Skills needed: Basic knowledge of Java, and data structures and algorithms. Knowledge of and interest in software and requirements engineering is a benefit.

Contact: Mikko Raatikainen or Prof. Tomi Männistö, firstname.lastname@helsinki.fi

Context: OpenReq (openreq.eu) is an EU Horizon 2020 framework project that aims to provide better requirements engineering to your organization. We are driving for improvements in the areas of requirements identification, classification and decision making support. The improvements we are looking for can be achieved through improved processes, methods and tools. OpenReq is also looking at hot topics like Artificial Intelligence methods to help with managing requirements and requirement extraction from natural language like social media posts.

In Finnish see also the UH news item: Tulossa: Älykäs ja yhteisöllinen ohjelmistojen vaatimusmäärittely.

The project involves four academic partners: HITEC University of Hamburg (GER), Universitat Politecnica de Catalunya (ESP), Technical University of Graz (AUT), and University of Helsinki. Other five industrial partners participate in OPENREQ: The Qt Company (FIN), SIEMENS (AUT), ENG Engineering(ITA), vogella (GER), and Wind Tre S.p.a. (ITA).

The thesis is carried out in the Empirical Software Engineering Research Group

MSc Thesis in OpenReq research project

MSc Thesis in a research project (funded): Designing and implementing an intelligent product release assistant system that utilises Choco solver for inference about diagnosis and repair.

Problem: The release problem concerns assigning requirements to a set of releases in which the requirements are planned to be implemented. The requirements are defined in different requirements management systems such as Doors or Jira. The requirements have properties, such as priority and effort, as well as interdependencies, such as one requirement requires or excludes another one. These properties must be taken into account when making the decision about the releases, but the release problem is also a negotiation process between stakeholders. We currently have basic functionalities to represent the problem in a declarative manner and to assist in making deductions using Choco solver as the inference engine. However, there is a need for defining and demonstrating more sophisticated inference. In particular, several releases need to be taken into account, conflicting properties and stakeholder concerns need to be negotiated, and explanations for resolving inconsistencies need to be generated for stakeholders.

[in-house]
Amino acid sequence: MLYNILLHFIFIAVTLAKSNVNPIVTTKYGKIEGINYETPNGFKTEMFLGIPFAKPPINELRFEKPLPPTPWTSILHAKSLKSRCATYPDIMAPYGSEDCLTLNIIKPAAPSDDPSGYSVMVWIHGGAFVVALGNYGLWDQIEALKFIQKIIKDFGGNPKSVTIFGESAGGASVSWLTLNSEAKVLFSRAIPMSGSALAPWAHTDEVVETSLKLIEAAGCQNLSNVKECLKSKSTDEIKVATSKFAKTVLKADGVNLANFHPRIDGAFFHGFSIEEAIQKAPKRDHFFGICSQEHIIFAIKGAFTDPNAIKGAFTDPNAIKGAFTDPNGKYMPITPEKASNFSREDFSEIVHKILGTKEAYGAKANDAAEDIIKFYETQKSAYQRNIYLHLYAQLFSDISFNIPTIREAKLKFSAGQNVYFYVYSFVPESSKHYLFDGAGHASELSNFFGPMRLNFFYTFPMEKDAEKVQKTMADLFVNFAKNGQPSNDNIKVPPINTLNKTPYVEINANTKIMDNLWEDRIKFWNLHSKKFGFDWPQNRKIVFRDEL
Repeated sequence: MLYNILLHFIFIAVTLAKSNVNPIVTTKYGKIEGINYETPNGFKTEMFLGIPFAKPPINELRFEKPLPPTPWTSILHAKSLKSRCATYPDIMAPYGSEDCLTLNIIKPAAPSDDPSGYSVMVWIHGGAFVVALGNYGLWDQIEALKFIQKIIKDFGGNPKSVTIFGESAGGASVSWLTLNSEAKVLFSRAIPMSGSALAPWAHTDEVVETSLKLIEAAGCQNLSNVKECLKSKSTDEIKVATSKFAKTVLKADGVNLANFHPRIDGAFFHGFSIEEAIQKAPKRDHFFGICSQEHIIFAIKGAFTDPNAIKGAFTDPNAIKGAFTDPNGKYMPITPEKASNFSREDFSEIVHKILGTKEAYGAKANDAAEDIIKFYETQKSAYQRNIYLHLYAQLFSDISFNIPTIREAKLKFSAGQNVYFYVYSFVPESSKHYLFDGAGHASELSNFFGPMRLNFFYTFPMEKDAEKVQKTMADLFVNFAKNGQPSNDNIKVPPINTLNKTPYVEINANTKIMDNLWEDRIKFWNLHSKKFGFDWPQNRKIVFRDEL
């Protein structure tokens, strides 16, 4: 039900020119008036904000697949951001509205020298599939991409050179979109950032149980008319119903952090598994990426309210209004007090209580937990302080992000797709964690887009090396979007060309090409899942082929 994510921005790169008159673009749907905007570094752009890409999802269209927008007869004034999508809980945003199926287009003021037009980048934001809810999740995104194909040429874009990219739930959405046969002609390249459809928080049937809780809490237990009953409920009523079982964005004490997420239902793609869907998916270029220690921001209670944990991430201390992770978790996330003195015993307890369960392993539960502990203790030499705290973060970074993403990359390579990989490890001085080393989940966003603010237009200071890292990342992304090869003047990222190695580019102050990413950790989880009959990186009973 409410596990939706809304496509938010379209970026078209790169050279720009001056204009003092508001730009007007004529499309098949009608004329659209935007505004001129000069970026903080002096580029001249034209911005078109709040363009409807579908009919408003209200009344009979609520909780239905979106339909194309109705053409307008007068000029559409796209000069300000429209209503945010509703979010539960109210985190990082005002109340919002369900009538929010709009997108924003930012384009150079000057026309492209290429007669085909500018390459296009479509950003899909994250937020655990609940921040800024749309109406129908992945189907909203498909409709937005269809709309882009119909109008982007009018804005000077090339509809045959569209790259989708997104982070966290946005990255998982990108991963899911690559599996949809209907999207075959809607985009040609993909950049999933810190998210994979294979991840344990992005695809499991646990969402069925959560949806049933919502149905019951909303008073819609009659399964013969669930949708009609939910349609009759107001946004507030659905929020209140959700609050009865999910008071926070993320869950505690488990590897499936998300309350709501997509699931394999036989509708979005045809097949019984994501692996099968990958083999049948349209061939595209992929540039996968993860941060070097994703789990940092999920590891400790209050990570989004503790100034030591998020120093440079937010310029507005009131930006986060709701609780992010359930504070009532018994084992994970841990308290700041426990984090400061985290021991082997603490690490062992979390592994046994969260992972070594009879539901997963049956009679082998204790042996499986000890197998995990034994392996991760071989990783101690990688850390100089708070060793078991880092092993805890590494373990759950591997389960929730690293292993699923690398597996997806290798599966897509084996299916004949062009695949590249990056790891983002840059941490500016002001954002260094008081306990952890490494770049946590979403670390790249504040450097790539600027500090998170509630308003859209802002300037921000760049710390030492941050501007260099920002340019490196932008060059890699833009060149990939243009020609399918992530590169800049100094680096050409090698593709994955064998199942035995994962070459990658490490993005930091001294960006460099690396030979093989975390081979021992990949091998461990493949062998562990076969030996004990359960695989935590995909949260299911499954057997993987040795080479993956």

Starting date: December 2017 – February 2018.

Objective (in addition to the thesis): Demonstration of the prototype implementation in the OpenReq meetings latest in May/June.

Required knowledge / keywords: Java, Spring Boot, CSP, Choco. The working language of the project is English.

Contact & Applications: Mikko Raatikainen or Prof. Tomi Männistö, firstname.lastname@helsinki.fi

Context: OpenReq (openreq.eu) is an EU Horizon 2020 framework project that aims to provide better requirements engineering to your organization. We are driving for improvements in the areas of requirements identification, classification and decision making support. The improvements we are looking for can be achieved through improved processes, methods and tools. OpenReq is also looking at hot topics like Artificial Intelligence methods to help with managing requirements and requirement extraction from natural language like social media posts.

The project involves four academic partners: HITEC University of Hamburg (GER), Universitat Politecnica de Catalunya (ESP), Technical University of Graz (AUT), and University of Helsinki. Other five industrial partners participate in OPENREQ: The Qt Company (FIN), SIEMENS (AUT), ENG Engineering(ITA), vogella (GER), and Wind Tre S.p.a. (ITA).

The thesis is carried out in the Empirical Software Engineering Research Group

Brave New Programmable World

Today, most of us in the industrialised world use at least two computers – a phone and a laptop. Many of us have a third device, a tablet, and more devices such as health monitoring and entertainment systems are being taken to use. Even cars are becoming powerful computing platforms that can be harnessed to serve our increasing needs for apps and data to consume.

Unfortunately, our practices, methods and techniques are not a good fit for such cornucopia of computers. We still treat them more like pets that each requires constant attention rather than accepting their new role as cattle, where no individual plays a defining role in our life. Therefore, new approaches are needed to harness the true power of computers around us to practical use. So-called liquid software is an attempt to build applications that from the end-user perspective flow from one computer to another, offering seamless computation experiences. This initiative is somewhat new, with the 2nd international workshop on liquid software being hosted in Rome, Italy, as a part of the International Conference on Web Engineering.